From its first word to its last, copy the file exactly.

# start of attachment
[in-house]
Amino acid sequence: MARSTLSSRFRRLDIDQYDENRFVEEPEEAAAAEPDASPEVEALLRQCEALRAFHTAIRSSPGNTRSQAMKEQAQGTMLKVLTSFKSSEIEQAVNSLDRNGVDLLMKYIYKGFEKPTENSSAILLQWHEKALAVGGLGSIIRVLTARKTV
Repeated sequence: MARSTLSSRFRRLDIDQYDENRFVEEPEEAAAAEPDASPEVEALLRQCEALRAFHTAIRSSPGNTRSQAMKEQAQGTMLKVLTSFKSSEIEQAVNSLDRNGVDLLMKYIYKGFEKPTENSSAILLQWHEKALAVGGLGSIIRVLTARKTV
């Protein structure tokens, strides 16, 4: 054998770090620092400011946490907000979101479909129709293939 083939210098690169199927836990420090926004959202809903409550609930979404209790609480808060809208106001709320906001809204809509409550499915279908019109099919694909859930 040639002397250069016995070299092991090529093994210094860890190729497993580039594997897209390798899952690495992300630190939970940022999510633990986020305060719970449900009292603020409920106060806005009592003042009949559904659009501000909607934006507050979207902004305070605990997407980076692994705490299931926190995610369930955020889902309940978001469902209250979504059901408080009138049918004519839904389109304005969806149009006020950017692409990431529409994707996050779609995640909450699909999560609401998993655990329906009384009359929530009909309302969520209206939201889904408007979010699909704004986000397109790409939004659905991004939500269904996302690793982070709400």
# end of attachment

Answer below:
[in-house]
Amino acid sequence: MARSTLSSRFRRLDIDQYDENRFVEEPEEAAAAEPDASPEVEALLRQCEALRAFHTAIRSSPGNTRSQAMKEQAQGTMLKVLTSFKSSEIEQAVNSLDRNGVDLLMKYIYKGFEKPTENSSAILLQWHEKALAVGGLGSIIRVLTARKTV
Repeated sequence: MARSTLSSRFRRLDIDQYDENRFVEEPEEAAAAEPDASPEVEALLRQCEALRAFHTAIRSSPGNTRSQAMKEQAQGTMLKVLTSFKSSEIEQAVNSLDRNGVDLLMKYIYKGFEKPTENSSAILLQWHEKALAVGGLGSIIRVLTARKTV
């Protein structure tokens, strides 16, 4: 054998770090620092400011946490907000979101479909129709293939 083939210098690169199927836990420090926004959202809903409550609930979404209790609480808060809208106001709320906001809204809509409550499915279908019109099919694909859930 040639002397250069016995070299092991090529093994210094860890190729497993580039594997897209390798899952690495992300630190939970940022999510633990986020305060719970449900009292603020409920106060806005009592003042009949559904659009501000909607934006507050979207902004305070605990997407980076692994705490299931926190995610369930955020889902309940978001469902209250979504059901408080009138049918004519839904389109304005969806149009006020950017692409990431529409994707996050779609995640909450699909999560609401998993655990329906009384009359929530009909309302969520209206939201889904408007979010699909704004986000397109790409939004659905991004939500269904996302690793982070709400």